What You Need To Know About The Huey Lewis And Ray Parker Jr. Controversy

The Huey Lewis and Ray Parker Jr. controversy started when Lewis sued Parker because Parker's hit song, "Ghostbusters," sounded remarkably like Huey Lewis and the News' own hit song, "I Want a New Drug." But if we're being honest about this thing, the lawsuit probably wasn't just because it was a clear rip off, (click here to hear a comparison from mprnews) but more so because the song went — ehem — gangbusters, i.e. became very lucrative.  

As legend has it, both Lindsay Buckingham and Huey Lewis were approached to create the song for the original Ghostbusters movie, and both declined. Parker was tapped to do the song and he agreed. Parker has never said he purposely ripped off the song, but according to Ledgernote, the filmmakers may have planted the seed of the sound of the song. 

Ledgernote reported that according to the now defunct magazine Premiere, the film's producers admitted in 2004 that they used the song "I Want a New Drug" as the temporary background music in certain scenes, including a clip they sent to Parker for inspiration. This is after Lewis turned down the opportunity to write the theme song for 1984's Ghostbusters, so it seems even though the filmmakers couldn't get Lewis, they could still get someone to recreate his band's super-successful '80s corporate rock sound.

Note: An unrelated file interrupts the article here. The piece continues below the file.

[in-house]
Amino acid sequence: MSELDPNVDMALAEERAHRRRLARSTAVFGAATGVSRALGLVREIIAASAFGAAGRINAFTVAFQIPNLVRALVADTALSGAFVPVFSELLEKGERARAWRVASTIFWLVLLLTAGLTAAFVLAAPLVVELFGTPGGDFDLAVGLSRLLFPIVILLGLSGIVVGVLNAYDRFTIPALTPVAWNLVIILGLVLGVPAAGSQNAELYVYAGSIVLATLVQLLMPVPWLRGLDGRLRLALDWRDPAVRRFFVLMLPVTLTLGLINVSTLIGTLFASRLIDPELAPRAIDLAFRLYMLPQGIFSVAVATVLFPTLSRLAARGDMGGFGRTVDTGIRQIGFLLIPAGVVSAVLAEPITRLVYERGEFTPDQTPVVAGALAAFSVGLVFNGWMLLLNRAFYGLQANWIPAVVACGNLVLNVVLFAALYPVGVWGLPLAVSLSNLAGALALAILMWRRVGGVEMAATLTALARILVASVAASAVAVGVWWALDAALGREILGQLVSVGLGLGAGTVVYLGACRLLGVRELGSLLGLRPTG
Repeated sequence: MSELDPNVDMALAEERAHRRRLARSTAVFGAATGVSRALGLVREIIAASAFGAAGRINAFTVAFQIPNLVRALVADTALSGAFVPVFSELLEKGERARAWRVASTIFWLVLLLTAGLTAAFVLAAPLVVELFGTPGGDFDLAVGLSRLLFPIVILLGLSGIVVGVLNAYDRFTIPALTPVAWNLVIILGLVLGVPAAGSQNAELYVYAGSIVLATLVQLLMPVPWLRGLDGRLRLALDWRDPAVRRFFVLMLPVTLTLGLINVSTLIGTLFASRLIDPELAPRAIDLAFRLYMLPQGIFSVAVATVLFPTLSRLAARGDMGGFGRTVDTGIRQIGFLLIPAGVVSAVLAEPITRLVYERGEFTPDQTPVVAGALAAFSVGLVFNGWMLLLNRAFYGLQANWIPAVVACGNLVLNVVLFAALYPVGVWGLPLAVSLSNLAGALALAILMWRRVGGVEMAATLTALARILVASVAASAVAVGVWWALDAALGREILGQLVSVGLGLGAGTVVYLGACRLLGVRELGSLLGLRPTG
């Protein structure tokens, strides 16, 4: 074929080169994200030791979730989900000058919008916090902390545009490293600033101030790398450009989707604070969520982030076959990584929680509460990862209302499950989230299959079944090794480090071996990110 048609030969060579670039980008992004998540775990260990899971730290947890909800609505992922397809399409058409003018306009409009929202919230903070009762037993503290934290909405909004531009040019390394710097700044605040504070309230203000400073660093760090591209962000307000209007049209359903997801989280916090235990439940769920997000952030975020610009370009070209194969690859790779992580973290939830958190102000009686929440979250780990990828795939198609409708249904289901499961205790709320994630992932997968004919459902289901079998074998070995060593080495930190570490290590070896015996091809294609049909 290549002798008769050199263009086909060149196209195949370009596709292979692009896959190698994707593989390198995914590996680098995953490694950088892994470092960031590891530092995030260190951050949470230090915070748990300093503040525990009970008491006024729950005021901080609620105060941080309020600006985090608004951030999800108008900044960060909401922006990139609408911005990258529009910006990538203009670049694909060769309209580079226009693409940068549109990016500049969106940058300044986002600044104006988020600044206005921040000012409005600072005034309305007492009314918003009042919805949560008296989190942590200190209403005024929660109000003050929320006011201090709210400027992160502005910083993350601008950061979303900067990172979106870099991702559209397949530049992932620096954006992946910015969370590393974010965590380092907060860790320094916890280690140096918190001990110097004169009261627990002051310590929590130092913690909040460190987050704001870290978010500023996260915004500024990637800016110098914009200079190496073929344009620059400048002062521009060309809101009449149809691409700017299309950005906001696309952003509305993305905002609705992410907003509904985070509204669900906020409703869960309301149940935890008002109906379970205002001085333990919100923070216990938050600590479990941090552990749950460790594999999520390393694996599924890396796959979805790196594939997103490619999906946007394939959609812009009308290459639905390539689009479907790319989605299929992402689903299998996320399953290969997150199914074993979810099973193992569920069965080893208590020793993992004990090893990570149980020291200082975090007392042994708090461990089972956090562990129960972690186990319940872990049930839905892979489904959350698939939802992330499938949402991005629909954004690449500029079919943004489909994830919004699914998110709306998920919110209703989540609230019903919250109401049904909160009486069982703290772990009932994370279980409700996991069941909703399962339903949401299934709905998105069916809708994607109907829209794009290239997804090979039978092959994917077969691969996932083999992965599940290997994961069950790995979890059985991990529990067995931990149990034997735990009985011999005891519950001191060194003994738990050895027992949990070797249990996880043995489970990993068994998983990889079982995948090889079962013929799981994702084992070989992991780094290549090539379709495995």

Parker's anthem to bustin' ghosts stayed at number one on the U.S. singles chart for three straight weeks and was nominated for best original song at the 57th Academy Awards, per mprnews.

Huey Lewis sued Ray Parker Jr., and Parker sued him back

According to MPRNews, an agreement was reached in 1985 and the copyright dispute was settled out of court, with the stipulation that no one talk about the details, ever. Kinda like Fight Club minus the all the blood. But about a decade-and-a-half later, Lewis did just that in a very public way. 

MTV reported that during a 2001 interview on VH1's Behind the Music, Lewis said, "The offensive part was not so much that Ray Parker Jr. had ripped this song off, it was kind of symbolic of an industry that wants something — they wanted our wave, and they wanted to buy it. ... [I]t's not for sale. ... In the end, I suppose they were right. I suppose it was for sale, because, basically, they bought it."

Due to the confidentiality agreement being breached, Parker's lawsuit claimed it caused him emotional distress. MTV reported the suit said the confidentiality agreement "directly related to [Parker's] comfort, happiness and welfare," and called Lewis' comments "inflammatory, disparaging," and "false." 

In a 2016 interview with Ray Parker Jr. on the Adam Corolla Show (posted on YouTube) Parker said of that lawsuit, "I sued him and I got money," adding, "Oh by the way, I like him. I mean, I've never met him ... for some reason he attacked me and I don't really think I had anything to do with it."